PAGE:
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Latest Environmental Performance Index Introduces New Indicators

Measurement aligned with management practices can support significant progress in achieving environmental performance goals.

This is one of the core messages to emerge from the sixth iteration of the Environmental Performance Index (EPI), released at the annual meeting of the World Economic Forum in Davos, Switzerland, on January 25 by CIESIN deputy director, Marc Levy, a co-author of the report with Angel Hsu, lead author, and Kim Samuel, co-creator of the project.

The 2014 EPI Report also highlights how lack of monitoring and proper management can cause natural and human systems to suffer—as seen in the negative state of fish stocks around the world—and  how  some elements of sustainability are better supported by the high density of urban areas.

Produced every two years by a research team from the Yale Center for Environmental Law and Policy and CIESIN, Columbia University, the EPI this year evaluates 178 countries, with new additions in large part from Small-Island Developing States and sub-Saharan Africa. Innovations in this year’s release include: a new wastewater treatment indicator, which is a major driver of ecosystem water quality; a new approach to climate change indicators, which evaluates emissions relative to a country’s economic development; and two new satellite-derived indicators for air quality and forests, which more accurately depict environmental policy performance than did previous models and national reports.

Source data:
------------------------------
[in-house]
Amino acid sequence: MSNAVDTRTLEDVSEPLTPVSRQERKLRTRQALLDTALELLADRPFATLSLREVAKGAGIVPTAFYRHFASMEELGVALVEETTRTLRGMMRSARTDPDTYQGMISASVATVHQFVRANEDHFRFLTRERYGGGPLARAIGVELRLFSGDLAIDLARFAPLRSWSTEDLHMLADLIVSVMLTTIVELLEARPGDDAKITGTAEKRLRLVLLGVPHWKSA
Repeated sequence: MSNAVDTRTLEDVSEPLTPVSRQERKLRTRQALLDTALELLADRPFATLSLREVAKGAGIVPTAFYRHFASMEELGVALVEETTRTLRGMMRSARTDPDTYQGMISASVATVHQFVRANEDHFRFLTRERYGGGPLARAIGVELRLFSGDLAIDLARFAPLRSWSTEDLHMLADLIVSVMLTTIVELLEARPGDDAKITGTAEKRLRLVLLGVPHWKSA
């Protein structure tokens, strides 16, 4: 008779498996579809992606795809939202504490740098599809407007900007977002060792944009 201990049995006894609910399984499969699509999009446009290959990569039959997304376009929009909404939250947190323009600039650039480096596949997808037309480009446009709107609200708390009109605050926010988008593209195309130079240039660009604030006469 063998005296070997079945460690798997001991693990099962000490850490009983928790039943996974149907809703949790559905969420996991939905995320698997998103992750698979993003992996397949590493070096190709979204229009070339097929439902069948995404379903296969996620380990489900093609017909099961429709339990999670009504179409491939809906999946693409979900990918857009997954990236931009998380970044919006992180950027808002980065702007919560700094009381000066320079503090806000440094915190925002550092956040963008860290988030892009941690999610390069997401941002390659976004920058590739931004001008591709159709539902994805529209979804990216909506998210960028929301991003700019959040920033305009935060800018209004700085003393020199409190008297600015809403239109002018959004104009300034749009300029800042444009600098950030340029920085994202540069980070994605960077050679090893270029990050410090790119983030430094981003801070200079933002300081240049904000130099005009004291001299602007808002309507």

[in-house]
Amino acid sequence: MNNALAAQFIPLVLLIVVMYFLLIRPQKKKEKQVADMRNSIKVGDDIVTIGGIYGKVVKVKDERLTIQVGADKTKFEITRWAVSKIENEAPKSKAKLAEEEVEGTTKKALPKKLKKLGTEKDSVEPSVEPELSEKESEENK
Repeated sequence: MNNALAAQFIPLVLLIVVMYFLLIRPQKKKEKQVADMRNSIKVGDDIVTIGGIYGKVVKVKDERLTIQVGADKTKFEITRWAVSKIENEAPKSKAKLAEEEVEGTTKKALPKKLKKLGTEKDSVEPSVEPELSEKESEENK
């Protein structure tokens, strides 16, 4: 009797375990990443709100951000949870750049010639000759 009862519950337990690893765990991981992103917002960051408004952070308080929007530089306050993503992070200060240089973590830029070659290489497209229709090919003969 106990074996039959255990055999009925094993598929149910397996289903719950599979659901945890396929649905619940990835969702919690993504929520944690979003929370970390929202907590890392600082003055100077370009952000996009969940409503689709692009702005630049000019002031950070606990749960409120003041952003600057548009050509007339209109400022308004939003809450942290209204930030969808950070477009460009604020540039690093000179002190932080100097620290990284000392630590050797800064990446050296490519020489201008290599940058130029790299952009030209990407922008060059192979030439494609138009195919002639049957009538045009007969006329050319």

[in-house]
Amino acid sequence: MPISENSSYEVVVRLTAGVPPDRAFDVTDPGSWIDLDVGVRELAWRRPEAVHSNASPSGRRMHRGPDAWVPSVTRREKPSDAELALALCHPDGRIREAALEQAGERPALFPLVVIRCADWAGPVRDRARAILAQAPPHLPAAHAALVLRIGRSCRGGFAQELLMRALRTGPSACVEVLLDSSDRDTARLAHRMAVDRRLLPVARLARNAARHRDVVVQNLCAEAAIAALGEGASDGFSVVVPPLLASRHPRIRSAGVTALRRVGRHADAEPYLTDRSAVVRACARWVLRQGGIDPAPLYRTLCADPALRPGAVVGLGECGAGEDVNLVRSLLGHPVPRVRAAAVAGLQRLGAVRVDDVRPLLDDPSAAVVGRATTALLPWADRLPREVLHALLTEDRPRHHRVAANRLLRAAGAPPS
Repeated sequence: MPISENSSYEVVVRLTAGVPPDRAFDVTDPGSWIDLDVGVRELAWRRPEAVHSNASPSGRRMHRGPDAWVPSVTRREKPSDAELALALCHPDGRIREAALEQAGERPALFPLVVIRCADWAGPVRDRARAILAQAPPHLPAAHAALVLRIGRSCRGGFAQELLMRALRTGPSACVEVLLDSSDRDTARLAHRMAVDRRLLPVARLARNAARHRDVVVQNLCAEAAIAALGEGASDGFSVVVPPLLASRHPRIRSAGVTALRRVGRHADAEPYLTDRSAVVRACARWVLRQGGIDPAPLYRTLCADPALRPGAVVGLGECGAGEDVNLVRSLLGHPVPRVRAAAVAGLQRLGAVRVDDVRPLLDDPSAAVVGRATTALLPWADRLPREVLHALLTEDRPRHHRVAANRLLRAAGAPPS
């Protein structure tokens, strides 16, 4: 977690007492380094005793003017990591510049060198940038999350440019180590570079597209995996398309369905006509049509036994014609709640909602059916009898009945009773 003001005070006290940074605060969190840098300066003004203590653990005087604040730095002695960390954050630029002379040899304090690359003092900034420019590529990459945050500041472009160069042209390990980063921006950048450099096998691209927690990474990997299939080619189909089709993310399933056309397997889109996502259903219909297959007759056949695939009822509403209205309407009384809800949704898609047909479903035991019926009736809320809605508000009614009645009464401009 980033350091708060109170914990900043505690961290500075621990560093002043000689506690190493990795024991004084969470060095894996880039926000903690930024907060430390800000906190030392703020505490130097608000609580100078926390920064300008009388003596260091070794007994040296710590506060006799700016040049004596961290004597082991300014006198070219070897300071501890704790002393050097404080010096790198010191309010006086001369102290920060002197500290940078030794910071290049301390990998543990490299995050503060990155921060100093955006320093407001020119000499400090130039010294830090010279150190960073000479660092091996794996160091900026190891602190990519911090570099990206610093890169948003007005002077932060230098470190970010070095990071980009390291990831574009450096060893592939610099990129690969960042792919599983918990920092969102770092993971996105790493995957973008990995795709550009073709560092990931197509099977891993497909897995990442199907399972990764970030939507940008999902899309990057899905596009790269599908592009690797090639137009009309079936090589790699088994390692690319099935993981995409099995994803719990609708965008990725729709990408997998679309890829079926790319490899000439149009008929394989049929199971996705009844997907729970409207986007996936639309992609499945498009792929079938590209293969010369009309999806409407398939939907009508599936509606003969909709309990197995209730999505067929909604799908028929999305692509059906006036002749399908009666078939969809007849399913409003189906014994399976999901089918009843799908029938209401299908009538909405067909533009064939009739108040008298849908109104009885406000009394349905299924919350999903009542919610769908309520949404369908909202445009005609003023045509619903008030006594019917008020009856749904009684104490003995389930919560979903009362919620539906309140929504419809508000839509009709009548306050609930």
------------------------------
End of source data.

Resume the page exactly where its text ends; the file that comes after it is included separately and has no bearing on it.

The EPI ranks country performance on high-priority environmental issues in two broad policy areas, protection of human health from environmental harm and protection of ecosystems. The 2014 EPI innovations help inform, among other things, ongoing discussion surrounding the United Nation’s Sustainable Development Goals (SDGs).  The full report and redesigned Web site is available at http://epi.yale.edu.

 

 

 

Science for the Planet: In these short video explainers, discover how scientists and scholars across the Columbia Climate School are working to understand the effects of climate change and help solve the crisis.
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